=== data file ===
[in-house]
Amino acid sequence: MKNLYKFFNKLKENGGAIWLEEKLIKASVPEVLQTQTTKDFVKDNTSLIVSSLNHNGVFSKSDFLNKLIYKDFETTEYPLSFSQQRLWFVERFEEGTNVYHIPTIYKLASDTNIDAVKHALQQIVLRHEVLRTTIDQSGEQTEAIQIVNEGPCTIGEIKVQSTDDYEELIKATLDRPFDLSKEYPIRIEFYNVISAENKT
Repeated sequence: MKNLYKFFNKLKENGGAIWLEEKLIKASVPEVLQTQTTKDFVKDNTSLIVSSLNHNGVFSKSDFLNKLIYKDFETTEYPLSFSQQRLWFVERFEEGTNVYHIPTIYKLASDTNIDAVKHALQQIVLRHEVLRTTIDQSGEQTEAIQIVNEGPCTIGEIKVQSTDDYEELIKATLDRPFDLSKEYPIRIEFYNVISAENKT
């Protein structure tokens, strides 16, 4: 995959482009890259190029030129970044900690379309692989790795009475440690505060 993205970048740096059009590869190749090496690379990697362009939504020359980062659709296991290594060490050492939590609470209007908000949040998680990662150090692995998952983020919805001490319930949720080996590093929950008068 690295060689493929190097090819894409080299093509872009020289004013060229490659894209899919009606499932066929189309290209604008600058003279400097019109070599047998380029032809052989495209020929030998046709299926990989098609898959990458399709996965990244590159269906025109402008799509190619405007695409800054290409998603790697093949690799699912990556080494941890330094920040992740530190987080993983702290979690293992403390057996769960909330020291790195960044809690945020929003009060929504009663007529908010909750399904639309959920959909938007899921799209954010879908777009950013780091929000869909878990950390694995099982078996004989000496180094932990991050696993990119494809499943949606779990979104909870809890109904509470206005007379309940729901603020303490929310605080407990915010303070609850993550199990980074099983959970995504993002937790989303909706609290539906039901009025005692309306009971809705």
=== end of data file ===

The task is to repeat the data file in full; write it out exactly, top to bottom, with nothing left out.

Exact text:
[in-house]
Amino acid sequence: MKNLYKFFNKLKENGGAIWLEEKLIKASVPEVLQTQTTKDFVKDNTSLIVSSLNHNGVFSKSDFLNKLIYKDFETTEYPLSFSQQRLWFVERFEEGTNVYHIPTIYKLASDTNIDAVKHALQQIVLRHEVLRTTIDQSGEQTEAIQIVNEGPCTIGEIKVQSTDDYEELIKATLDRPFDLSKEYPIRIEFYNVISAENKT
Repeated sequence: MKNLYKFFNKLKENGGAIWLEEKLIKASVPEVLQTQTTKDFVKDNTSLIVSSLNHNGVFSKSDFLNKLIYKDFETTEYPLSFSQQRLWFVERFEEGTNVYHIPTIYKLASDTNIDAVKHALQQIVLRHEVLRTTIDQSGEQTEAIQIVNEGPCTIGEIKVQSTDDYEELIKATLDRPFDLSKEYPIRIEFYNVISAENKT
């Protein structure tokens, strides 16, 4: 995959482009890259190029030129970044900690379309692989790795009475440690505060 993205970048740096059009590869190749090496690379990697362009939504020359980062659709296991290594060490050492939590609470209007908000949040998680990662150090692995998952983020919805001490319930949720080996590093929950008068 690295060689493929190097090819894409080299093509872009020289004013060229490659894209899919009606499932066929189309290209604008600058003279400097019109070599047998380029032809052989495209020929030998046709299926990989098609898959990458399709996965990244590159269906025109402008799509190619405007695409800054290409998603790697093949690799699912990556080494941890330094920040992740530190987080993983702290979690293992403390057996769960909330020291790195960044809690945020929003009060929504009663007529908010909750399904639309959920959909938007899921799209954010879908777009950013780091929000869909878990950390694995099982078996004989000496180094932990991050696993990119494809499943949606779990979104909870809890109904509470206005007379309940729901603020303490929310605080407990915010303070609850993550199990980074099983959970995504993002937790989303909706609290539906039901009025005692309306009971809705």